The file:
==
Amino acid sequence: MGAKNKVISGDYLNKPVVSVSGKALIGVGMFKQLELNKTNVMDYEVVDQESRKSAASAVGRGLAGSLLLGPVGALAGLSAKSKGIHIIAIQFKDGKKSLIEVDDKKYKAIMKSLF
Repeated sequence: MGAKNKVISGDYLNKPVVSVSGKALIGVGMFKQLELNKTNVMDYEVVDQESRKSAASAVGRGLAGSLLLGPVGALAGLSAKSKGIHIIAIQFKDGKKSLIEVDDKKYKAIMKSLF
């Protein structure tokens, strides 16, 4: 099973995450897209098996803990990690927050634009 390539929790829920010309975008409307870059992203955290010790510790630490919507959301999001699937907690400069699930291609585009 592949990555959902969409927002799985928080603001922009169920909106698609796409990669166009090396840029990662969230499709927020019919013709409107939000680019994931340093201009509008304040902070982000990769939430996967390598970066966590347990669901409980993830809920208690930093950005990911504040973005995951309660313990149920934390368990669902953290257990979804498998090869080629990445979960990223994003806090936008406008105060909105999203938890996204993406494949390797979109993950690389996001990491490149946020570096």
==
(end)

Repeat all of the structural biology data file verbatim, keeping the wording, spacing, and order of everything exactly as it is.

Amino acid sequence: MGAKNKVISGDYLNKPVVSVSGKALIGVGMFKQLELNKTNVMDYEVVDQESRKSAASAVGRGLAGSLLLGPVGALAGLSAKSKGIHIIAIQFKDGKKSLIEVDDKKYKAIMKSLF
Repeated sequence: MGAKNKVISGDYLNKPVVSVSGKALIGVGMFKQLELNKTNVMDYEVVDQESRKSAASAVGRGLAGSLLLGPVGALAGLSAKSKGIHIIAIQFKDGKKSLIEVDDKKYKAIMKSLF
């Protein structure tokens, strides 16, 4: 099973995450897209098996803990990690927050634009 390539929790829920010309975008409307870059992203955290010790510790630490919507959301999001699937907690400069699930291609585009 592949990555959902969409927002799985928080603001922009169920909106698609796409990669166009090396840029990662969230499709927020019919013709409107939000680019994931340093201009509008304040902070982000990769939430996967390598970066966590347990669901409980993830809920208690930093950005990911504040973005995951309660313990149920934390368990669902953290257990979804498998090869080629990445979960990223994003806090936008406008105060909105999203938890996204993406494949390797979109993950690389996001990491490149946020570096």